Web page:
The media recently reported signing of an MoU among five energy companies of Pakistan, mostly PSEs, for pursuing “green hydrogen” opportunities.
Apparently, the step seems quite revolutionary, especially, when the given energy source is yet to secure any sizeable foothold in the energy mix of even the developed world and hydrogen and hydrogen-based fuels hardly account for 0.1% of the total global energy consumption.
This article is a humble attempt at a brief review of the option and its possible relevance to Pakistan.
As it does not release any greenhouse gases when burnt, therefore, hydrogen gas is the cleanest fuel for transportation and power generation.
When the source for the electricity used to produce this gas is a fossil fuel, the product is called ‘grey hydrogen’, which currently accounts for 98% of the aggregate annual global production of hydrogen. Generation of each ton of the same releases 11 tonnes of carbon dioxide.
If the process also involves capture and storage of this carbon dioxide,, instead of its release into atmosphere, then the product is called ‘blue hydrogen’. So far, hardly 0.1% of the globally emitted volume of 37.5 billion tons of carbon dioxide is being captured.
As to green hydrogen, it is obtained through electrolysis by splitting water into hydrogen and oxygen by passing electric current through the same. The said current is sourced from renewable sources, ie not involving greenhouse gas emissions at any stage.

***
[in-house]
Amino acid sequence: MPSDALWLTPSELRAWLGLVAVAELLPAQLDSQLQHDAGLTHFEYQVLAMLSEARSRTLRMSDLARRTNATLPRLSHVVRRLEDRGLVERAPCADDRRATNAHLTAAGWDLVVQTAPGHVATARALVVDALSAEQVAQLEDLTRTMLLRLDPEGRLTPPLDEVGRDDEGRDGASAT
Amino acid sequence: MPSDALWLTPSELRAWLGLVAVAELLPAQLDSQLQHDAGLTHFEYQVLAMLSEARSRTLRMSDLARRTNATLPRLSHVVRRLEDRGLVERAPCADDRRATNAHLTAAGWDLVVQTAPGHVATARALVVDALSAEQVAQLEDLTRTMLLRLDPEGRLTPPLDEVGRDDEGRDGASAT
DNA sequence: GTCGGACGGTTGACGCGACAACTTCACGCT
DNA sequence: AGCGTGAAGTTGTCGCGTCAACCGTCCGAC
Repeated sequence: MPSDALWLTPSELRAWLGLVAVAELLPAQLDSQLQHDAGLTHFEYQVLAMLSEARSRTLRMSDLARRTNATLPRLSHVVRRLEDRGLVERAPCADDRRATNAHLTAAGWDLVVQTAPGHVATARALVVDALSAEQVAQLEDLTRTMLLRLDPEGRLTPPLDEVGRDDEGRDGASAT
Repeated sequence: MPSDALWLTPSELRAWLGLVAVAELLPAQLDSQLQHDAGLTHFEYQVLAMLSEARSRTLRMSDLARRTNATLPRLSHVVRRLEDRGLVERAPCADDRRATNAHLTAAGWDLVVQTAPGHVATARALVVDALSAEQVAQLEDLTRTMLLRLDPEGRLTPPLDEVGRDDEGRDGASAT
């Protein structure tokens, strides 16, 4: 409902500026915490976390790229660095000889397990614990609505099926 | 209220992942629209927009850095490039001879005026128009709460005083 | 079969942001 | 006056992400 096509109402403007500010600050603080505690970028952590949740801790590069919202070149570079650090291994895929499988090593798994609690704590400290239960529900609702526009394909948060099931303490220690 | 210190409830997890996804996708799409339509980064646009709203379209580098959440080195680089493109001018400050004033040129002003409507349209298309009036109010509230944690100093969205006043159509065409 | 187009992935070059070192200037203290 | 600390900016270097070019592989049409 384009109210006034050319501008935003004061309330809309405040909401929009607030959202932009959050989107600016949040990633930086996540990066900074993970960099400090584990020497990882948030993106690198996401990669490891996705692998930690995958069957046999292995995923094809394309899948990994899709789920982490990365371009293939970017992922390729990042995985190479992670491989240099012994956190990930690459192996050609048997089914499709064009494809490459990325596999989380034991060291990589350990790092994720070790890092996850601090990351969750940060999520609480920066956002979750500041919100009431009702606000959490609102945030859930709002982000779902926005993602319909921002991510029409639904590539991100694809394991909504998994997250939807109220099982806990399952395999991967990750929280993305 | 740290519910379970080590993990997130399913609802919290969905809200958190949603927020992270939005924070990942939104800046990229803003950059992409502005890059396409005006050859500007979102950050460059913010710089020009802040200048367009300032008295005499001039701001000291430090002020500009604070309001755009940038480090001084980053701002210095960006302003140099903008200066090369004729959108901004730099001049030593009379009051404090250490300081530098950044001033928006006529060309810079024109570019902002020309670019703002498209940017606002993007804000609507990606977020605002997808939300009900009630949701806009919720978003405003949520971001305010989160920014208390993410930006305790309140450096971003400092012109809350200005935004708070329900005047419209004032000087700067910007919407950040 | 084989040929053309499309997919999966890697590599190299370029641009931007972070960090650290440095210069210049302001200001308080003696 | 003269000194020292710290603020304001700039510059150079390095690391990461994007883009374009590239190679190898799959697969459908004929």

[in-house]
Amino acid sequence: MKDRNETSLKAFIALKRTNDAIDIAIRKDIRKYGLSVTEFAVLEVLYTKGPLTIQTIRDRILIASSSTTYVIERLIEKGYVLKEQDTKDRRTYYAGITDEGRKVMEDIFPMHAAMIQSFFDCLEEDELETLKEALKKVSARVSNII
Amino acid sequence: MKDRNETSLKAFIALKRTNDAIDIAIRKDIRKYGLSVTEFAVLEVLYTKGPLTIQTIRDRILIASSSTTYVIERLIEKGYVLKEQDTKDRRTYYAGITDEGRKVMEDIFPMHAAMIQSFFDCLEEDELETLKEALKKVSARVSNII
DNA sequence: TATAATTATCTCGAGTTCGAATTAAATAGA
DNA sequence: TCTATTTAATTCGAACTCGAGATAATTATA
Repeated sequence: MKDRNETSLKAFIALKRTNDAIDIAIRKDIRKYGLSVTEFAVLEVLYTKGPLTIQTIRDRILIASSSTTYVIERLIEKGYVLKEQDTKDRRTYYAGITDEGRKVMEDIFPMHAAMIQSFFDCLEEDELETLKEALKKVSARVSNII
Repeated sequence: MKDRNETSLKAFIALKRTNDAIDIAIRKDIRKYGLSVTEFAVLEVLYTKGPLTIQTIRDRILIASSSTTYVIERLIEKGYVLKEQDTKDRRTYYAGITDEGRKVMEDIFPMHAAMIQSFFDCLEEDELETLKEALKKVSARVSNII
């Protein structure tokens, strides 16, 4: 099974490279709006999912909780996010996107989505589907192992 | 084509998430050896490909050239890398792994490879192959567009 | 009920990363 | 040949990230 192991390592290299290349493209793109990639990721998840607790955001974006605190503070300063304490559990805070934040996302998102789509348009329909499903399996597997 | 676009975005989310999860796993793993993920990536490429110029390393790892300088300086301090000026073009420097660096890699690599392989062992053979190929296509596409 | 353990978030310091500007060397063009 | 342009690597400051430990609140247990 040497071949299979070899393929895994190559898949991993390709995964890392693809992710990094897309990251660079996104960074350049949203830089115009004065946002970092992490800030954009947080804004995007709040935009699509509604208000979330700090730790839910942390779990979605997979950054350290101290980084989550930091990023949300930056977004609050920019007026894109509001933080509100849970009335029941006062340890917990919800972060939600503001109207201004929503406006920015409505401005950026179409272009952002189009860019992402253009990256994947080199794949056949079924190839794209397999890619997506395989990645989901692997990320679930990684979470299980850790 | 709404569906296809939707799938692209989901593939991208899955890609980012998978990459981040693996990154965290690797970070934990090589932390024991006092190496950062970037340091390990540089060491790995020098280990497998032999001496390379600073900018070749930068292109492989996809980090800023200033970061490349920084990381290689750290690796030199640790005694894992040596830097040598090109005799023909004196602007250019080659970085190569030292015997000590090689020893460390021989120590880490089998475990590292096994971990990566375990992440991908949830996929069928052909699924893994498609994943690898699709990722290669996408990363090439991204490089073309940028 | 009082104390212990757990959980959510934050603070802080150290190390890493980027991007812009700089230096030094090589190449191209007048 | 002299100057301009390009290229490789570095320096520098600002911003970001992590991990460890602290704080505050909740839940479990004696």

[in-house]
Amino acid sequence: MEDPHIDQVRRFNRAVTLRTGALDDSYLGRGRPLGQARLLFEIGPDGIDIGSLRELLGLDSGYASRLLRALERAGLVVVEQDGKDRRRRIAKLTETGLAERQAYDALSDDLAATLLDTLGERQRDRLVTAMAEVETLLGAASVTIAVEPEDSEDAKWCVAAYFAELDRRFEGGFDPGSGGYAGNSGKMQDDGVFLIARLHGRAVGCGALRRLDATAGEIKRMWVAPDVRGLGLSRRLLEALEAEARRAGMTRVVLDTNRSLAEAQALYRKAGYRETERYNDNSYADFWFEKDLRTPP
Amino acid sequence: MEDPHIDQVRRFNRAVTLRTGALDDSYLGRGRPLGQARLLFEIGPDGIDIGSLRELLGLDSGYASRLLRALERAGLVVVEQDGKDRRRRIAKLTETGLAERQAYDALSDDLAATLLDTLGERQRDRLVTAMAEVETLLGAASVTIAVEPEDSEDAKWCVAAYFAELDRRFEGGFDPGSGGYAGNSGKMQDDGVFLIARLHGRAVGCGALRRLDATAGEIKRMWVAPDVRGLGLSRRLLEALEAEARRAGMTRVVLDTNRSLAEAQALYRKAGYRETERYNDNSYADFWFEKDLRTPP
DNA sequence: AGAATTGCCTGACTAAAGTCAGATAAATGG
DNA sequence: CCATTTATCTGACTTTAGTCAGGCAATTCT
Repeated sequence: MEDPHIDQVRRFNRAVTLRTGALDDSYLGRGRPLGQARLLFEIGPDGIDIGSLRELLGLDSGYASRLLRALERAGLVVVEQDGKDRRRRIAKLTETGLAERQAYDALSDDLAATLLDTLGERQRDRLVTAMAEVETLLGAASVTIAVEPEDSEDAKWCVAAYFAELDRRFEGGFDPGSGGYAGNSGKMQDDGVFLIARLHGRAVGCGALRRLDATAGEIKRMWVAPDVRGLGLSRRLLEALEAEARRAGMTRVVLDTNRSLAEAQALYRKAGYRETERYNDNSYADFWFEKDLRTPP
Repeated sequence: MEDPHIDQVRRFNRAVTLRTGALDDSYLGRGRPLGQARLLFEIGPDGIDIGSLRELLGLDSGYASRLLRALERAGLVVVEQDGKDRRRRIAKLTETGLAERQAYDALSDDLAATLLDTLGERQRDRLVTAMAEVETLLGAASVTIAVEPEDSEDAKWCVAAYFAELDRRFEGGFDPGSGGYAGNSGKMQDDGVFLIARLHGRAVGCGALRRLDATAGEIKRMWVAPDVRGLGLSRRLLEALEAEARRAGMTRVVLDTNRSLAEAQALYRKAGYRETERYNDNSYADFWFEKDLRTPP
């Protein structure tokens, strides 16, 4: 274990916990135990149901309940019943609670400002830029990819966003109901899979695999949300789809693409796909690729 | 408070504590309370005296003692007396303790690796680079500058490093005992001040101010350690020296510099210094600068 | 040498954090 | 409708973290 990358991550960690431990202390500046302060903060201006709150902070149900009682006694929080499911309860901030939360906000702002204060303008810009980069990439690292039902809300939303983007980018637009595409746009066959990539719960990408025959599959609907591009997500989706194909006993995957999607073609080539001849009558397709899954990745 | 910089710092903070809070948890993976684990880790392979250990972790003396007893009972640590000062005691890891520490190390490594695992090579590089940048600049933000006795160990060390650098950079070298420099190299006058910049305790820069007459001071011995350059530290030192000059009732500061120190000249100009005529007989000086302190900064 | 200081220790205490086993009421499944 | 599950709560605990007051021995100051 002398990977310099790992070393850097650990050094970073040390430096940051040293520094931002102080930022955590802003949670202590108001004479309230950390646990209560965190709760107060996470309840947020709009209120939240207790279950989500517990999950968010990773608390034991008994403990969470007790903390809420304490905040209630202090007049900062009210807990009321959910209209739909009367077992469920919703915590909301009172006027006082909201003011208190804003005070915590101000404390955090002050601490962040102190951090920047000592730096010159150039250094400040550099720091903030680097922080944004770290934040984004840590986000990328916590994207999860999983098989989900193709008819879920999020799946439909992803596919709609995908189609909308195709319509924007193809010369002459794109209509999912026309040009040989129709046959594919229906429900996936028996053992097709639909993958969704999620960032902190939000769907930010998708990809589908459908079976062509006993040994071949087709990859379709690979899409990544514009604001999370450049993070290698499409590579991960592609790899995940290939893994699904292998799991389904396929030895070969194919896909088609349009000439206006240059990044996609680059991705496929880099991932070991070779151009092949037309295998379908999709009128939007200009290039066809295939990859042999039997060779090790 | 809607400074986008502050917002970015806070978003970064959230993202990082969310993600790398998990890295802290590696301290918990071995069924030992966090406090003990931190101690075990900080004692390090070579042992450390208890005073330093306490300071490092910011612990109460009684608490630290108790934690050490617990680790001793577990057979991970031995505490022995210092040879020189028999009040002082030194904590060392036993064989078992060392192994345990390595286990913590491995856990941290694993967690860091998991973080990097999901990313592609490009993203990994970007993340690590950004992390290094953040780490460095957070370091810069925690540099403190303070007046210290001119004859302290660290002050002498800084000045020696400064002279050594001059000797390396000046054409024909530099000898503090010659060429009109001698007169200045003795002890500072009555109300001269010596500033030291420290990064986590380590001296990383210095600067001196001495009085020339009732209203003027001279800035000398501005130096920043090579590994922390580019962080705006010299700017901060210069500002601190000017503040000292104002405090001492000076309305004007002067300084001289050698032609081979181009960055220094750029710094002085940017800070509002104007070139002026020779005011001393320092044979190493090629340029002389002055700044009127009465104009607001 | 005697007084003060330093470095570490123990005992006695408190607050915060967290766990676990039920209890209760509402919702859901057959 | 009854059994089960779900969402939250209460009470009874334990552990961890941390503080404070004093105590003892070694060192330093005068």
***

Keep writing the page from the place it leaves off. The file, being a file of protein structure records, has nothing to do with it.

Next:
The foremost challenge in establishing a viable value chain of green hydrogen is the associated capital and operating costs. The production cost of green hydrogen currently ranges between $3 and $6 per kilogramme while that of grey between $0.5 and $1.7 per kg.
To reduce it to around $1.5/kg, amongst other steps, the pertaining industrial-scale electrolysers’ cost is required to be reduced by four times.
Also; a) In electrolysis, 9 kg of water produces one kg of hydrogen. Hence, arrangement of this water can also be a challenge.
Furthermore, based upon the currently available commercial electrolysis process efficiency, the power requirement for producing 1 kg of hydrogen would at least be 50 kilowatt-hour (kWh). Thus, economical generation of electricity from alternate sources is also pivotal for the given business case.
b) Another major cost adder is the enormous infrastructural cost. For example, hydrogen pipelines can be 10-50% more expensive than those for natural gas while storage tanks can even cost higher.
The factor which plays no mean role in the same is the low energy content by volume of hydrogen. Thus, it takes about 3.3 CF of hydrogen to deliver the same energy as 1 CF of natural gas.
This makes hydrogen’s storage, transportation and especially compression far more cost intensive. Compression alone requires almost thrice the energy to compress the same quantity.
In addition, the associated safety aspects alone should suffice for us to avoid any experimentation along this avenue at this stage.
Hydrogen, having a much wider flammability band than natural gas, is prone to ignite much more easily when mixed even in small amounts with ordinary air, which mandates very stringent safety requirements for associated equipment and operations, both.